• Rorschach's comments are not nihilistic, but existentialist. A nihilist believes there are no values; an existentialist believes there are no values other than those that we impose. Essentially, existentialism is a (philosophical) step beyond nihilism. Which makes this a good example of a Nietzsche Wannabe.
  • Nineties Anti-Hero: Rorschach and The Comedian are progenitors of this trope, albeit not strictly embodying it themselves. On record, Moore despises the fad for "Darker and Edgier" heroes whose ultraviolence is justified by some half-assed attempt at Watchmen-style deconstruction; the other big-noted superhero work of 1986, Frank Miller's The Dark Knight Returns is probably a more representative proto-example of "Nineties Anti-Hero" comics.
    • Notably, Miller's no fan of it, either. Both authors were trying to take superheroics to their logical conclusion, rather than make dark and edgy look cool. Misaimed Fandom didn't quite get it, and it was nearly 20 years before it turned around.
  • No-Holds-Barred Beatdown: Ozymandias does this to the Comedian.
    • Dan Dreiberg and Laurel Juspeczyk vs. a dozen thugs in an alley. In the movie, the violence is ramped up significantly.
  • Non-Linear Character: Dr. Manhattan. Past, present, and future is going on at the same time and so he cannot do anything.
  • Non Linear Storytelling: The flashbacks (about a third of the work) and Dr. Manhattan's account of his past are told in Anachronic Order, in part to highlight Dr. Manhattan's perspective.
  • No OSHA Compliance: The intrinsic field substractor experiment is actually introduced as having 'new safety features'. Like time locks for the entrance door that close the experiment at a set time (rather than, like most time locks, refusing to open until a fixed time after closing) without any human interference or even presence in the control room, with no checks to see if any personnel is inside the chamber at the time, with no warning given to any personnel in the chamber before closing, with no way whatsoever to open it after closing and with no way to stop the Disintegrator Ray after the door has closed. Pro-tip for any Evil Overlord whose nemesis keeps escaping from their Death Trap: Hire these guys as safety consultants for your evil lair.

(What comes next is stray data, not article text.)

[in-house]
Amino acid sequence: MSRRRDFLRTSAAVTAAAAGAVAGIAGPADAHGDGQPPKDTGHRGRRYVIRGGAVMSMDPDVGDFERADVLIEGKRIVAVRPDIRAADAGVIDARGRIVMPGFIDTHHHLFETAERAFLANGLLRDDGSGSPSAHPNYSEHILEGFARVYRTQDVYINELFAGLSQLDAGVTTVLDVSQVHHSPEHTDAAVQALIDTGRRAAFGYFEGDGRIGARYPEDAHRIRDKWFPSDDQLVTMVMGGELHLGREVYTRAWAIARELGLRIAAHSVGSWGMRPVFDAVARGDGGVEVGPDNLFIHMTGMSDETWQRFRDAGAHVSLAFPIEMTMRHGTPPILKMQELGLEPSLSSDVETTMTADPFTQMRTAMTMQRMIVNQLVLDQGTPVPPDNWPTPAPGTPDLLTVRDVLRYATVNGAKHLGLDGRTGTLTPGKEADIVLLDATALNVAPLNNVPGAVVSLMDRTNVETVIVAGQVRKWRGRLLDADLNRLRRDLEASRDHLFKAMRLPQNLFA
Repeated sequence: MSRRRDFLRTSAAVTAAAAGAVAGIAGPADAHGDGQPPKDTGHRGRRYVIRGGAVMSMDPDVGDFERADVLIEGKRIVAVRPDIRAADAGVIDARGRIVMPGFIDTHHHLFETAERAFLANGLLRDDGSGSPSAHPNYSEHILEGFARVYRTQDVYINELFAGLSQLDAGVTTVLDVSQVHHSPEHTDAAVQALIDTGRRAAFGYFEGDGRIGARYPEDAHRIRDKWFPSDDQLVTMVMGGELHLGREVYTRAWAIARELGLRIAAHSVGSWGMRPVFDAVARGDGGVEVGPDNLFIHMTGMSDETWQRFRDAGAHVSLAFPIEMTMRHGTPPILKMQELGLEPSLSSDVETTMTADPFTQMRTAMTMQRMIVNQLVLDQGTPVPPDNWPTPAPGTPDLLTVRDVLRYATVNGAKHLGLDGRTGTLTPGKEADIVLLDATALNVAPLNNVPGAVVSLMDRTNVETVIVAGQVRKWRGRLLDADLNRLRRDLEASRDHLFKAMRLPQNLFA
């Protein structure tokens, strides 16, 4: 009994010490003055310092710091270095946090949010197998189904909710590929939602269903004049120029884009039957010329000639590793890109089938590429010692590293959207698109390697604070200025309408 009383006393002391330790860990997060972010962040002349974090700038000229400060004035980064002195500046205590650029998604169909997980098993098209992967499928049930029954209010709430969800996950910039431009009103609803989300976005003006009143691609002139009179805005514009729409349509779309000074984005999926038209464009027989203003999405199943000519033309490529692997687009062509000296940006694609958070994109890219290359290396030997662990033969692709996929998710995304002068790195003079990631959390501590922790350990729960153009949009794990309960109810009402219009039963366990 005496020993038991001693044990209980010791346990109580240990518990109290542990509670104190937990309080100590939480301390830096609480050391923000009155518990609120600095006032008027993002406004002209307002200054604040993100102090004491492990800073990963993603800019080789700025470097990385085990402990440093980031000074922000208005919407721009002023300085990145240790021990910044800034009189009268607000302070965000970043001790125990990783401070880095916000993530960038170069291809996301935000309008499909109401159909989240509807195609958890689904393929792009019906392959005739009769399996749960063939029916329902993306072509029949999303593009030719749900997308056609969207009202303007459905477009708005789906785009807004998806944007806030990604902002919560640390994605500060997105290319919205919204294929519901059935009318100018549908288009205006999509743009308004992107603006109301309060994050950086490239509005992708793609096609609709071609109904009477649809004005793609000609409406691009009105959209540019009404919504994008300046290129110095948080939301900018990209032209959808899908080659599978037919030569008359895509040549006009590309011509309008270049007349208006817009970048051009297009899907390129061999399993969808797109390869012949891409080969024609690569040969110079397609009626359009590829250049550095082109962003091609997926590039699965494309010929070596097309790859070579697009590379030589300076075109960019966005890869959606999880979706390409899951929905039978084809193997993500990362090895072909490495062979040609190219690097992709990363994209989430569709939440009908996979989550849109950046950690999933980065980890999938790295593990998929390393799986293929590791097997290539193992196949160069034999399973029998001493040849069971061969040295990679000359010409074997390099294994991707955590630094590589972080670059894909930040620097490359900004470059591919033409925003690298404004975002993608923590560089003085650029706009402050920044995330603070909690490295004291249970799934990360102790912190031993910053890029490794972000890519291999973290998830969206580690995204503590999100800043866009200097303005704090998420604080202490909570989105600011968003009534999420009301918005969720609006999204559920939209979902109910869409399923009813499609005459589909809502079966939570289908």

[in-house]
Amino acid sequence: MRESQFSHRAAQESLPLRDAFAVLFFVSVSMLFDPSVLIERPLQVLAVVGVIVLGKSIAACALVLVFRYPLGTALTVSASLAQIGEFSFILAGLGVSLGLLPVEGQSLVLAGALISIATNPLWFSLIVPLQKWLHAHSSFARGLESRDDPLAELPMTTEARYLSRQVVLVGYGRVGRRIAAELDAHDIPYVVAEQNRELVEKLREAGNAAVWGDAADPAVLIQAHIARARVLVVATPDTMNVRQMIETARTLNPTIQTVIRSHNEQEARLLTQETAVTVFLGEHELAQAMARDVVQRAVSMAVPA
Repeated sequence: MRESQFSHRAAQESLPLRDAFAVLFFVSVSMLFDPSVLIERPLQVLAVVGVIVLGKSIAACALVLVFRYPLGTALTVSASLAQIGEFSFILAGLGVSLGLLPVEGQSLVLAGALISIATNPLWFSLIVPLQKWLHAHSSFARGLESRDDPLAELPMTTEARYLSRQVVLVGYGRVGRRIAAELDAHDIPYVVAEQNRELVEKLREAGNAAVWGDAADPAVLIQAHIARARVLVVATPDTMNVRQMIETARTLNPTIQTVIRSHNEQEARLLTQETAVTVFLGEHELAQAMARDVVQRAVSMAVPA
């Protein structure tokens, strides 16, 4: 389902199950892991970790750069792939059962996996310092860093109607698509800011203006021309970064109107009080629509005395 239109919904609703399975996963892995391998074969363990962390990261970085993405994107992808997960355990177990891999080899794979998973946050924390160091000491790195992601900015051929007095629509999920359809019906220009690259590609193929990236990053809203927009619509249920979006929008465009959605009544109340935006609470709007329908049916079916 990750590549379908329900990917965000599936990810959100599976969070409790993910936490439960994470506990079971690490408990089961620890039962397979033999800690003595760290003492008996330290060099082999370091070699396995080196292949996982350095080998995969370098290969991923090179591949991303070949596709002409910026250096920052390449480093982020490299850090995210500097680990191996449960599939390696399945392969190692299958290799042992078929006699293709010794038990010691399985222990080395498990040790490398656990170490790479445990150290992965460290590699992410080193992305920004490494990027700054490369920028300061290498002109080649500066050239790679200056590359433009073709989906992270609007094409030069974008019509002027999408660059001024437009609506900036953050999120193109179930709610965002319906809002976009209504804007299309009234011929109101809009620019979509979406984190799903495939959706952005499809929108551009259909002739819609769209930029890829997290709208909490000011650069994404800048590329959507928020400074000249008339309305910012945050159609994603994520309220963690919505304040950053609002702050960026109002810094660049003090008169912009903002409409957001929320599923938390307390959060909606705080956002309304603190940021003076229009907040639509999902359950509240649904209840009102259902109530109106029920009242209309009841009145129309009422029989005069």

• Not Evil, Just Misunderstood: Ozymandias is a misunderstood villain. He single-handedly kills off half of New York City in order to avert a nuclear war between the US and the Soviet Union that would destroy the world. However, Moore makes it clear that both he and Rorschach are extremists in their own ways. The only characters Moore unabashedly show in a positive light are Laurie and Dreiberg, both of whom only wanted to prevent more death. Everyone else ends up dead, exiled, or riddled with guilt and uncertain if they didn't just make things worse.
  • No Pronunciation Guide: Juspeczyk is pronounced "yoo-spe-chik" in Polish; it is not clear how she would pronounce it in America, although Sally's choice of "Jupiter" as a stage name gives a hint. Rorschach provides a half-failed aversion - it's given as "raw shark", which will work for most English people, and Noo Yawkers where the comic is set, but not to most American accents.
  • Nostalgia Filter: Lampshaded by Silk Spectre in both the novel and movie, where she comments on how the future seemed bleaker and the past increasingly blissful despite all the glaring, gritty flaws. Including what happened between her and the Comedian.